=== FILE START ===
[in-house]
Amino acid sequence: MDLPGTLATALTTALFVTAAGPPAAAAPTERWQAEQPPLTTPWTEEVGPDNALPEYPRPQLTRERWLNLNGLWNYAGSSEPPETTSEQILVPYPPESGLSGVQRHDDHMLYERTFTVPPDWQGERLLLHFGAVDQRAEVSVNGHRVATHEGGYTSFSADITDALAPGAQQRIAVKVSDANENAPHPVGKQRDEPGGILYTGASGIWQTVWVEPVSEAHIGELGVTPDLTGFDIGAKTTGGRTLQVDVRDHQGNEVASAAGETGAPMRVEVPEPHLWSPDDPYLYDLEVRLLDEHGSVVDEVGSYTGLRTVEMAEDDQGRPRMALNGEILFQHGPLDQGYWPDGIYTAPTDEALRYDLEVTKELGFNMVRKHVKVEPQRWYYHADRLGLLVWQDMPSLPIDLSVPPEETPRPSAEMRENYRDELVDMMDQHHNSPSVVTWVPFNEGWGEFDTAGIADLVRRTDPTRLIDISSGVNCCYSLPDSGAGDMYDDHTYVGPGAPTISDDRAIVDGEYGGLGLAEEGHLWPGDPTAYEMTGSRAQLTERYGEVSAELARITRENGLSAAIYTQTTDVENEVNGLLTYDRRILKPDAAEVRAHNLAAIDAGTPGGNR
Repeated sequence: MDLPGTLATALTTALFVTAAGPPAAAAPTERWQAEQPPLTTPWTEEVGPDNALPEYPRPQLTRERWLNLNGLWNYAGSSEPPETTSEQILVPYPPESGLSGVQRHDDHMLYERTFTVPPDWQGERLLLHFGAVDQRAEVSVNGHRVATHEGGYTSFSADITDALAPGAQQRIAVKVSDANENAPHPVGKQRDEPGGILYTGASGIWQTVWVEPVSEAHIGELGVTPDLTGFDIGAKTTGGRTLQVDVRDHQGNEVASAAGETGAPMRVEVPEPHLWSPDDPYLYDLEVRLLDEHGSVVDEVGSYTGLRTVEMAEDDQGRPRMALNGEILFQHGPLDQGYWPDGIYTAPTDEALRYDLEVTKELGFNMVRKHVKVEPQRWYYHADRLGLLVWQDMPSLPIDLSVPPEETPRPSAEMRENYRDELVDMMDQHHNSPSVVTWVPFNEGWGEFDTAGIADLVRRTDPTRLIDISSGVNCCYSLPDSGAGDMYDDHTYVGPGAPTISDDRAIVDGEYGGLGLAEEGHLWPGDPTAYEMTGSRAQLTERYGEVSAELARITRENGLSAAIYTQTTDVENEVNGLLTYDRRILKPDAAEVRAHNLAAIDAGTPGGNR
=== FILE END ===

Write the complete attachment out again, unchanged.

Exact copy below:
[in-house]
Amino acid sequence: MDLPGTLATALTTALFVTAAGPPAAAAPTERWQAEQPPLTTPWTEEVGPDNALPEYPRPQLTRERWLNLNGLWNYAGSSEPPETTSEQILVPYPPESGLSGVQRHDDHMLYERTFTVPPDWQGERLLLHFGAVDQRAEVSVNGHRVATHEGGYTSFSADITDALAPGAQQRIAVKVSDANENAPHPVGKQRDEPGGILYTGASGIWQTVWVEPVSEAHIGELGVTPDLTGFDIGAKTTGGRTLQVDVRDHQGNEVASAAGETGAPMRVEVPEPHLWSPDDPYLYDLEVRLLDEHGSVVDEVGSYTGLRTVEMAEDDQGRPRMALNGEILFQHGPLDQGYWPDGIYTAPTDEALRYDLEVTKELGFNMVRKHVKVEPQRWYYHADRLGLLVWQDMPSLPIDLSVPPEETPRPSAEMRENYRDELVDMMDQHHNSPSVVTWVPFNEGWGEFDTAGIADLVRRTDPTRLIDISSGVNCCYSLPDSGAGDMYDDHTYVGPGAPTISDDRAIVDGEYGGLGLAEEGHLWPGDPTAYEMTGSRAQLTERYGEVSAELARITRENGLSAAIYTQTTDVENEVNGLLTYDRRILKPDAAEVRAHNLAAIDAGTPGGNR
Repeated sequence: MDLPGTLATALTTALFVTAAGPPAAAAPTERWQAEQPPLTTPWTEEVGPDNALPEYPRPQLTRERWLNLNGLWNYAGSSEPPETTSEQILVPYPPESGLSGVQRHDDHMLYERTFTVPPDWQGERLLLHFGAVDQRAEVSVNGHRVATHEGGYTSFSADITDALAPGAQQRIAVKVSDANENAPHPVGKQRDEPGGILYTGASGIWQTVWVEPVSEAHIGELGVTPDLTGFDIGAKTTGGRTLQVDVRDHQGNEVASAAGETGAPMRVEVPEPHLWSPDDPYLYDLEVRLLDEHGSVVDEVGSYTGLRTVEMAEDDQGRPRMALNGEILFQHGPLDQGYWPDGIYTAPTDEALRYDLEVTKELGFNMVRKHVKVEPQRWYYHADRLGLLVWQDMPSLPIDLSVPPEETPRPSAEMRENYRDELVDMMDQHHNSPSVVTWVPFNEGWGEFDTAGIADLVRRTDPTRLIDISSGVNCCYSLPDSGAGDMYDDHTYVGPGAPTISDDRAIVDGEYGGLGLAEEGHLWPGDPTAYEMTGSRAQLTERYGEVSAELARITRENGLSAAIYTQTTDVENEVNGLLTYDRRILKPDAAEVRAHNLAAIDAGTPGGNR